Where the time step is short, such as days, it is unlikely there will be data that varies by time step over the area of interest. For example, population density data will be static over the area of interest. To add spatially-varying covariates to the grid data we require an sf object with polygons encoding the covariate data. The `add_covariates()`

function then, for each grid cell, takes an average of the values in the overlapping polygons, weighted by either the size of the area of overlap or the population, if population density data are available. For the UK, we can use the same LSOA data as before. Another good source of population density predictions is WorldPop, which will provide rasters at 100m or 1km resolution for all countries https://www.worldpop.org/.

First, we add the population density:

```
grid_data$add_covariates(lsoa,
zcols="popdenshect",
weight_type="area",
verbose=FALSE)
```

where `lsoa' is the LSOA data,`

zcols’ specifies the name(s) of the column(s) of the covariates we want to add, and `type`

indicates that we want to average with respect to the area.

The original LSOA data and its projection on the grid look like this:

We will next add a covariate that shows the proportion of the population aged over 65 `prop65`

. We want this covariate to be a population-weighted rather than area-weighted average as it is a feature of the population:

```
grid_data$add_covariates(lsoa,
zcols="prop65",
weight_type="pop",
popdens = "popdenshect",
verbose = FALSE)
```

which produces:

`grid_data$plot("prop65")`

Some covariates, like day of the week, vary over time but are the same across the area for all. To add a temporally-varying covariate we need to produce a data frame with a column for time period (from 1 to laglength) and then columns with the values of the covariates. For day of the week we can use the package function:

```
df_dow <- grid_data$get_dow()
print(df_dow)
```

```
## t day dayFri dayMon daySat daySun dayThu dayTue dayWed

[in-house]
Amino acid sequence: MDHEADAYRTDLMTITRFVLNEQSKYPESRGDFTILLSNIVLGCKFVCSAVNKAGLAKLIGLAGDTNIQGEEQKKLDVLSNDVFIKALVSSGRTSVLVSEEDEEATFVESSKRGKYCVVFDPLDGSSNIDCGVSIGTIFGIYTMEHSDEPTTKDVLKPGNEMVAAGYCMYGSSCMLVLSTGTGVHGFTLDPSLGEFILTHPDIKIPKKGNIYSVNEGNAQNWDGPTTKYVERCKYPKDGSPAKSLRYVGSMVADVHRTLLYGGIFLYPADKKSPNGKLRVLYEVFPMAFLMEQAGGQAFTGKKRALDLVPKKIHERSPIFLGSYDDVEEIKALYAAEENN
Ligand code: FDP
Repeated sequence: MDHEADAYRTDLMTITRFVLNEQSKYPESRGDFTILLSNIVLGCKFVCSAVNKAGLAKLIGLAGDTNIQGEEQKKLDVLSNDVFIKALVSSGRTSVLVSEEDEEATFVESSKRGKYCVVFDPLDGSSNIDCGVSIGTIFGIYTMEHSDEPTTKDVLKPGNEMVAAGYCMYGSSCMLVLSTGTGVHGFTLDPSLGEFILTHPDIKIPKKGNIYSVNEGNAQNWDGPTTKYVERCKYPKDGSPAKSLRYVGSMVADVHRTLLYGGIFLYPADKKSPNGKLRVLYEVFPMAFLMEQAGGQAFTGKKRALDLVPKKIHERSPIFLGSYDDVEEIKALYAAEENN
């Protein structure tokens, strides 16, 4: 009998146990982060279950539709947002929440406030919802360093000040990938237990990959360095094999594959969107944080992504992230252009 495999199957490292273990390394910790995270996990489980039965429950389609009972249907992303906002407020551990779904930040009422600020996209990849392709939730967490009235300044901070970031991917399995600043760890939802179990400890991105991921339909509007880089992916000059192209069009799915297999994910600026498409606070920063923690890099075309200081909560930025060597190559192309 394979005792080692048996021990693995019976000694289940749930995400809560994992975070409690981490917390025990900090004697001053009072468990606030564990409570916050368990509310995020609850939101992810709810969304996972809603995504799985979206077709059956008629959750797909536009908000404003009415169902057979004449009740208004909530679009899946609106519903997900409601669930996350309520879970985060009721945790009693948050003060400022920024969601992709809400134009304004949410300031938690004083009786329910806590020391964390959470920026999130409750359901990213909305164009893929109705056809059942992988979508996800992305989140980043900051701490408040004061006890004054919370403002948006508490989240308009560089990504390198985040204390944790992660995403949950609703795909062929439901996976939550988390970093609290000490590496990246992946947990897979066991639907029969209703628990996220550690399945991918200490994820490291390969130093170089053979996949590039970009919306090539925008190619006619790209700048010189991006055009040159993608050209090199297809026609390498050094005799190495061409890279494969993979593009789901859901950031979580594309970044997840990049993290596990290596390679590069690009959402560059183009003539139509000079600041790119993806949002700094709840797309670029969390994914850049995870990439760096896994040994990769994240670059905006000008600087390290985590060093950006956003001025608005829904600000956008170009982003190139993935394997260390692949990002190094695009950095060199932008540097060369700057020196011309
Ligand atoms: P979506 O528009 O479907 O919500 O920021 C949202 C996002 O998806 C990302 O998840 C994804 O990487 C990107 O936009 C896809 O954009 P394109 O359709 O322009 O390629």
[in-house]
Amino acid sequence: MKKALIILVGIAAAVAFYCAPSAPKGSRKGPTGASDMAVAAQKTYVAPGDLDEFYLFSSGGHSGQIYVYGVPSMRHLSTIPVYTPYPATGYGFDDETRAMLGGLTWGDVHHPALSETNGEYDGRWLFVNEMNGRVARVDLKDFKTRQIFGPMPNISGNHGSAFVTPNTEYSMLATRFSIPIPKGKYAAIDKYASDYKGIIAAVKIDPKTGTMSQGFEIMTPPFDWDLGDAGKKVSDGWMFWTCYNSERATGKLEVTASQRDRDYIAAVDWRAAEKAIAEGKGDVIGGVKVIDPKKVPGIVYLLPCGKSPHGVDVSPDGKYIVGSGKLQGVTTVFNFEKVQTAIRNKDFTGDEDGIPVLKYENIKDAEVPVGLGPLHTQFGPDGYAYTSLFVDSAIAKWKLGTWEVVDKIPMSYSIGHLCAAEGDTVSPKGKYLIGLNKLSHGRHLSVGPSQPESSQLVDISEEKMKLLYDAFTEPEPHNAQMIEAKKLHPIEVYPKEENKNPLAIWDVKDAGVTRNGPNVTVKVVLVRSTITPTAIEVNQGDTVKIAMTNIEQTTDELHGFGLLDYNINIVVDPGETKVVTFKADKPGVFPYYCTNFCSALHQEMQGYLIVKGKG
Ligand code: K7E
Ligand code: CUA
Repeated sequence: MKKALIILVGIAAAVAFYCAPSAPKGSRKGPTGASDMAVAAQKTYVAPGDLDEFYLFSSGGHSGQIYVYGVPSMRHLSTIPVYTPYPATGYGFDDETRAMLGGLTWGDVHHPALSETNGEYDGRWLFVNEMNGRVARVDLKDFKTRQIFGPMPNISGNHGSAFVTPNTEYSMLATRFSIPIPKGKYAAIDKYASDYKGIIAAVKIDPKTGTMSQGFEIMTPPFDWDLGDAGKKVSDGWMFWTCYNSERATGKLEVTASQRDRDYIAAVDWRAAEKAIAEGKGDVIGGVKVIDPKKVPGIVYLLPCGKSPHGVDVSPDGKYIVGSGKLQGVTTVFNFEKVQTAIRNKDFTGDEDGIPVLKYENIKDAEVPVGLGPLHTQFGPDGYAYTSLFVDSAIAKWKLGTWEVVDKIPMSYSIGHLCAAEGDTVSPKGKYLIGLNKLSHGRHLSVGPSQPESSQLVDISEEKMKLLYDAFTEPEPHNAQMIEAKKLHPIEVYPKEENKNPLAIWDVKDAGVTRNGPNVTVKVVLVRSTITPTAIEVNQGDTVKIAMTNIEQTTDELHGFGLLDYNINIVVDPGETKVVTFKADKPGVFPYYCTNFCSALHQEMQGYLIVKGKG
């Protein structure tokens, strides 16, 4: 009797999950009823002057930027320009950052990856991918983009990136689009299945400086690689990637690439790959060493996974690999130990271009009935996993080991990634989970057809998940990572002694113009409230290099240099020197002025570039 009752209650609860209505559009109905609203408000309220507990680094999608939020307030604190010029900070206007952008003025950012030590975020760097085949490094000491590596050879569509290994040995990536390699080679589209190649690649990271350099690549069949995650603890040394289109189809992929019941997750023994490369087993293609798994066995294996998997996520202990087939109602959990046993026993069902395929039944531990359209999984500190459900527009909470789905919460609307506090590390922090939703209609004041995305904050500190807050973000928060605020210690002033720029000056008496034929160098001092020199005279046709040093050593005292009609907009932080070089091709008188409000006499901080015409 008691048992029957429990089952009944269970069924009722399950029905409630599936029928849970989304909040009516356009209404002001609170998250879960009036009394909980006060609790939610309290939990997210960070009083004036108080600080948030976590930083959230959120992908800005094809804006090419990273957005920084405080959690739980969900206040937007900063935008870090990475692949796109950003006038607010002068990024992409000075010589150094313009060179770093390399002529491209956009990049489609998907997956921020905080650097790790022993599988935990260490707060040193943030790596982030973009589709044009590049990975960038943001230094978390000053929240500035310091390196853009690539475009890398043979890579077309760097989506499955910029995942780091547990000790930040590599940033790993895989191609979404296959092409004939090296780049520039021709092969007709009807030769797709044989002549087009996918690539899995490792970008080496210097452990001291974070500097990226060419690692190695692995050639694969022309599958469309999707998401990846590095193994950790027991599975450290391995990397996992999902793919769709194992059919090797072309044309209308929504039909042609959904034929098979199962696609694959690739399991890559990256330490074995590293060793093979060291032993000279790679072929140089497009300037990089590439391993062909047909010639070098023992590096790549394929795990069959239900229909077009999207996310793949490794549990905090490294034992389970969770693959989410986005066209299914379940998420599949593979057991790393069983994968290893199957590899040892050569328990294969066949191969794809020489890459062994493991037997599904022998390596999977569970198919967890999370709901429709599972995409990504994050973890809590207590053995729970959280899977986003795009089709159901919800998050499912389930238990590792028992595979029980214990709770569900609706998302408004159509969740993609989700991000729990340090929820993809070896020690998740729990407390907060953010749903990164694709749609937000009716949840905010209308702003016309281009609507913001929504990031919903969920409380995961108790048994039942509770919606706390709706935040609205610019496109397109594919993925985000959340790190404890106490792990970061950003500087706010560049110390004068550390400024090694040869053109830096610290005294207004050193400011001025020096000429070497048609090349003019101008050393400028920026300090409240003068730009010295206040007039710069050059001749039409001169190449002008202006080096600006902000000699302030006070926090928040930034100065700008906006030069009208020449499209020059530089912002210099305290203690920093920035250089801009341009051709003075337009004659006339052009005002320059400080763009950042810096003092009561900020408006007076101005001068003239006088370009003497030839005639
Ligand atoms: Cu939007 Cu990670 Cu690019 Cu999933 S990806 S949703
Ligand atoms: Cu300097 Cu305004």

## 1 1 Thu 0 0 0 0 1 0 0
## 2 2 Fri 1 0 0 0 0 0 0
## 3 3 Sat 0 0 1 0 0 0 0
## 4 4 Sun 0 0 0 1 0 0 0
## 5 5 Mon 0 1 0 0 0 0 0
## 6 6 Tue 0 0 0 0 0 1 0
## 7 7 Wed 0 0 0 0 0 0 1
## 8 8 Thu 0 0 0 0 1 0 0
## 9 9 Fri 1 0 0 0 0 0 0
## 10 10 Sat 0 0 1 0 0 0 0
## 11 11 Sun 0 0 0 1 0 0 0
## 12 12 Mon 0 1 0 0 0 0 0
## 13 13 Tue 0 0 0 0 0 1 0
## 14 14 Wed 0 0 0 0 0 0 1
```

Then to add these columns to our main grid data:

```
grid_data$add_covariates(df_dow,
zcols=c("dayMon","dayTue",
"dayWed","dayThu","dayFri",
"daySat","daySun"))
```

`## added covariates dayMonadded covariates dayTueadded covariates dayWedadded covariates dayThuadded covariates dayFriadded covariates daySatadded covariates daySun`

In some cases we may have covariates that vary over time and space. There are two ways of adding these into the main grid data. Both ways need to generate for each covariate as many columns as there are time periods, which have the variable name followed by the time period index in the same way that the temporally-varying covariates are included:

`colnames(grid_data$grid_data)`

```
## [1] "bgrid" "t1" "date1" "t2" "date2"
## [6] "t3" "date3" "t4" "date4" "t5"
## [11] "date5" "t6" "date6" "t7" "date7"
## [16] "t8" "date8" "t9" "date9" "t10"
## [21] "date10" "t11" "date11" "t12" "date12"
## [26] "t13" "date13" "t14" "date14" "popdenshect"
## [31] "prop65" "dayMon1" "dayMon2" "dayMon3" "dayMon4"
## [36] "dayMon5" "dayMon6" "dayMon7" "dayMon8" "dayMon9"
## [41] "dayMon10" "dayMon11" "dayMon12" "dayMon13" "dayMon14"